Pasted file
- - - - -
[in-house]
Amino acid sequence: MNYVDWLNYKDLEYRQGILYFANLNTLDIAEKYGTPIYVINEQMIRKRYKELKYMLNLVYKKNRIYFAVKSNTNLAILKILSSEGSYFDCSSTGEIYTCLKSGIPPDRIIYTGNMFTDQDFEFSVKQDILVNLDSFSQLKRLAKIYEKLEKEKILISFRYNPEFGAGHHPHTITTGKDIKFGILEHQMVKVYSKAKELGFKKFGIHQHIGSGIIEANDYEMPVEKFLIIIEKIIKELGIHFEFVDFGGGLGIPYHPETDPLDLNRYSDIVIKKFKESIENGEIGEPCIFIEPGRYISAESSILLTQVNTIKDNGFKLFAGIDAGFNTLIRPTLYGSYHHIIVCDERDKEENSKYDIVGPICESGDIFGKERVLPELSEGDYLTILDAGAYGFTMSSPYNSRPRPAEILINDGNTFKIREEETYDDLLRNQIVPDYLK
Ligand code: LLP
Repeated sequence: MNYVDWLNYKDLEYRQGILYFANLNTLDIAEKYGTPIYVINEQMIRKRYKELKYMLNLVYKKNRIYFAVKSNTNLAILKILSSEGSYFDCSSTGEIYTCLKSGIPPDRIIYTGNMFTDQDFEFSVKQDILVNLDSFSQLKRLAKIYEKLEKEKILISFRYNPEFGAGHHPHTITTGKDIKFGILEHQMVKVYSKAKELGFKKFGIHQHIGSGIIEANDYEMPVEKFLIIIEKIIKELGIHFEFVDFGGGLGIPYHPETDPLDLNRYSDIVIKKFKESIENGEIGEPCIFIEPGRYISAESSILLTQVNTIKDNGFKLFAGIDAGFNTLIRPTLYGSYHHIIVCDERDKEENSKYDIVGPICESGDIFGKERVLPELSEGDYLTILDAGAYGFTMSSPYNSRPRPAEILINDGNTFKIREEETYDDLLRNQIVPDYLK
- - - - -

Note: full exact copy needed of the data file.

[in-house]
Amino acid sequence: MNYVDWLNYKDLEYRQGILYFANLNTLDIAEKYGTPIYVINEQMIRKRYKELKYMLNLVYKKNRIYFAVKSNTNLAILKILSSEGSYFDCSSTGEIYTCLKSGIPPDRIIYTGNMFTDQDFEFSVKQDILVNLDSFSQLKRLAKIYEKLEKEKILISFRYNPEFGAGHHPHTITTGKDIKFGILEHQMVKVYSKAKELGFKKFGIHQHIGSGIIEANDYEMPVEKFLIIIEKIIKELGIHFEFVDFGGGLGIPYHPETDPLDLNRYSDIVIKKFKESIENGEIGEPCIFIEPGRYISAESSILLTQVNTIKDNGFKLFAGIDAGFNTLIRPTLYGSYHHIIVCDERDKEENSKYDIVGPICESGDIFGKERVLPELSEGDYLTILDAGAYGFTMSSPYNSRPRPAEILINDGNTFKIREEETYDDLLRNQIVPDYLK
Ligand code: LLP
Repeated sequence: MNYVDWLNYKDLEYRQGILYFANLNTLDIAEKYGTPIYVINEQMIRKRYKELKYMLNLVYKKNRIYFAVKSNTNLAILKILSSEGSYFDCSSTGEIYTCLKSGIPPDRIIYTGNMFTDQDFEFSVKQDILVNLDSFSQLKRLAKIYEKLEKEKILISFRYNPEFGAGHHPHTITTGKDIKFGILEHQMVKVYSKAKELGFKKFGIHQHIGSGIIEANDYEMPVEKFLIIIEKIIKELGIHFEFVDFGGGLGIPYHPETDPLDLNRYSDIVIKKFKESIENGEIGEPCIFIEPGRYISAESSILLTQVNTIKDNGFKLFAGIDAGFNTLIRPTLYGSYHHIIVCDERDKEENSKYDIVGPICESGDIFGKERVLPELSEGDYLTILDAGAYGFTMSSPYNSRPRPAEILINDGNTFKIREEETYDDLLRNQIVPDYLK